Warming shrinks Kashmir's rivers, streams: report
SRINAGAR, India (Reuters) - Water levels in Indian Kashmir's rivers and streams have decreased by two-thirds as a result of global warming which is melting most of the Himalayan region's glaciers, a voluntary group said on Monday.
According to an ActionAid report on the impact climate change is having in Kashmir, many small glaciers in the disputed state have completely disappeared over the last four decades.
"The study shows that the water level in almost all the streams and rivers in Kashmir has decreased by approximately two-thirds during the last 40 years," said the report titled "On the Brink?"
The report said the average temperature in the mountainous parts of the restive state had increased by 1.45 degrees Celsius (2.6 Fahrenheit) over the last two decades, while in the southern plains the temperature rise was 2.32 degrees Celsius (4.2 Fahrenheit).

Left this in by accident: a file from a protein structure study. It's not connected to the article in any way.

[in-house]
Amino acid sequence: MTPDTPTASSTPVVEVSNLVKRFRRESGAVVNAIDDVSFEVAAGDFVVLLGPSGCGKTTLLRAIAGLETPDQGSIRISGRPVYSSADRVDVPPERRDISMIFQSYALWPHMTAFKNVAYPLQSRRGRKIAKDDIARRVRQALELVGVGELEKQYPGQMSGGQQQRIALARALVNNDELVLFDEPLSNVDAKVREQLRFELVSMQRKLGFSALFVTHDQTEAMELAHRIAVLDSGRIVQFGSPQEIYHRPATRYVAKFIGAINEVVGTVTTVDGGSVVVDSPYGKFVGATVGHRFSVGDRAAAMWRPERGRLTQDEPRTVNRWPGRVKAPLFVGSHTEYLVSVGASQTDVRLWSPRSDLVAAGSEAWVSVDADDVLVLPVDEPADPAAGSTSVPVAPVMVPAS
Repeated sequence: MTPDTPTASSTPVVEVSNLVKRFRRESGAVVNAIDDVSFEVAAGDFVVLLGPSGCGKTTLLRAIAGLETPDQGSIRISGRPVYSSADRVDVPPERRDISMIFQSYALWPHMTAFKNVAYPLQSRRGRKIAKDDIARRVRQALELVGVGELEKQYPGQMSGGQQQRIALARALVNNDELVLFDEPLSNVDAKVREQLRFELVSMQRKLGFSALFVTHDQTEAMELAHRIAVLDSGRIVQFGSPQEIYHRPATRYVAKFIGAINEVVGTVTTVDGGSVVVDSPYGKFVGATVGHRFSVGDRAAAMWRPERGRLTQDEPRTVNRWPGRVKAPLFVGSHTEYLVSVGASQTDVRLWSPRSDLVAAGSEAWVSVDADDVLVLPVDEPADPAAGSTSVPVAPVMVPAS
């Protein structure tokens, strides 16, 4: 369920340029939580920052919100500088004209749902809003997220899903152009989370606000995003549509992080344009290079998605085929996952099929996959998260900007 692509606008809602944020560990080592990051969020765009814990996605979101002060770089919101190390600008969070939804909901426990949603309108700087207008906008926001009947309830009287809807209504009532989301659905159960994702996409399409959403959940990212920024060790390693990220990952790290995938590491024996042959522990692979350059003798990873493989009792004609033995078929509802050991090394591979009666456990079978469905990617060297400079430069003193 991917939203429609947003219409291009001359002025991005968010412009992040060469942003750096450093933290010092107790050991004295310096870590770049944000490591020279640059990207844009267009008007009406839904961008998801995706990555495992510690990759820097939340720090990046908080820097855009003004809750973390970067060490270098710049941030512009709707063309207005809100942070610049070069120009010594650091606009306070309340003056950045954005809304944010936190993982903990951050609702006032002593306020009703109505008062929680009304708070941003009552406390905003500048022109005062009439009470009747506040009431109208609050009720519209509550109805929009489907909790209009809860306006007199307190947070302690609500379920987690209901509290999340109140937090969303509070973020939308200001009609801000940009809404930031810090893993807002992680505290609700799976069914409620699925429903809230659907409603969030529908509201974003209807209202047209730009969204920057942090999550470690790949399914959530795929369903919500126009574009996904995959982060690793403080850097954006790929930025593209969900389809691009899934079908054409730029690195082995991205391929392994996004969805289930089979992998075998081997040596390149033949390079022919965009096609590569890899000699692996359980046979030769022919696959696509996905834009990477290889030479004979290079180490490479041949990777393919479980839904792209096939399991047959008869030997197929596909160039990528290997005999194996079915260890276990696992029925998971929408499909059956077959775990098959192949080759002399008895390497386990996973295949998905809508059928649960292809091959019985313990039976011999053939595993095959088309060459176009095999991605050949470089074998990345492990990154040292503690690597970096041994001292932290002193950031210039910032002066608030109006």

Scientists warn that receding Himalayan glaciers could jeopardize water supplies for hundreds of millions of people and rising sea levels threaten Indian cities like Mumbai and Kolkata.
Floods and droughts could become more common, diseases more rampant and crop yields lower as temperatures rise, they add.
Kashmir is in the grip of a nearly 18-year-old insurgency that has killed 42,000 people. Human rights groups put the toll at about 60,000.